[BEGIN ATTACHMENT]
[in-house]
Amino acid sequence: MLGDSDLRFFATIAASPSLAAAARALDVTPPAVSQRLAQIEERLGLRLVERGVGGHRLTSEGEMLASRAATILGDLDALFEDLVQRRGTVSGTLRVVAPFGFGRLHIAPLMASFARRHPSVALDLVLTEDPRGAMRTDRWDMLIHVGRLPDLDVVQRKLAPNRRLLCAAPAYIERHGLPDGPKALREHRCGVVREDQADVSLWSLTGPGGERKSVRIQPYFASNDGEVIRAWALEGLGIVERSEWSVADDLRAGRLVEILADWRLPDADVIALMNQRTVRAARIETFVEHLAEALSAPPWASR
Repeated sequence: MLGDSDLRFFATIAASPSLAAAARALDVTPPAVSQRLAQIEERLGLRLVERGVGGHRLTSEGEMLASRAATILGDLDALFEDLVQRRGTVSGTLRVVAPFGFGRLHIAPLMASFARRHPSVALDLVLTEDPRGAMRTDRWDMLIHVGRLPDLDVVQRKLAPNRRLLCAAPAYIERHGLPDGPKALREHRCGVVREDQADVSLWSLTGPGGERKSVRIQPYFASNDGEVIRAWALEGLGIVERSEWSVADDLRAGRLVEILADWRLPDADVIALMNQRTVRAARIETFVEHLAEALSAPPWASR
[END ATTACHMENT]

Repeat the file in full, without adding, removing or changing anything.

[in-house]
Amino acid sequence: MLGDSDLRFFATIAASPSLAAAARALDVTPPAVSQRLAQIEERLGLRLVERGVGGHRLTSEGEMLASRAATILGDLDALFEDLVQRRGTVSGTLRVVAPFGFGRLHIAPLMASFARRHPSVALDLVLTEDPRGAMRTDRWDMLIHVGRLPDLDVVQRKLAPNRRLLCAAPAYIERHGLPDGPKALREHRCGVVREDQADVSLWSLTGPGGERKSVRIQPYFASNDGEVIRAWALEGLGIVERSEWSVADDLRAGRLVEILADWRLPDADVIALMNQRTVRAARIETFVEHLAEALSAPPWASR
Repeated sequence: MLGDSDLRFFATIAASPSLAAAARALDVTPPAVSQRLAQIEERLGLRLVERGVGGHRLTSEGEMLASRAATILGDLDALFEDLVQRRGTVSGTLRVVAPFGFGRLHIAPLMASFARRHPSVALDLVLTEDPRGAMRTDRWDMLIHVGRLPDLDVVQRKLAPNRRLLCAAPAYIERHGLPDGPKALREHRCGVVREDQADVSLWSLTGPGGERKSVRIQPYFASNDGEVIRAWALEGLGIVERSEWSVADDLRAGRLVEILADWRLPDADVIALMNQRTVRAARIETFVEHLAEALSAPPWASR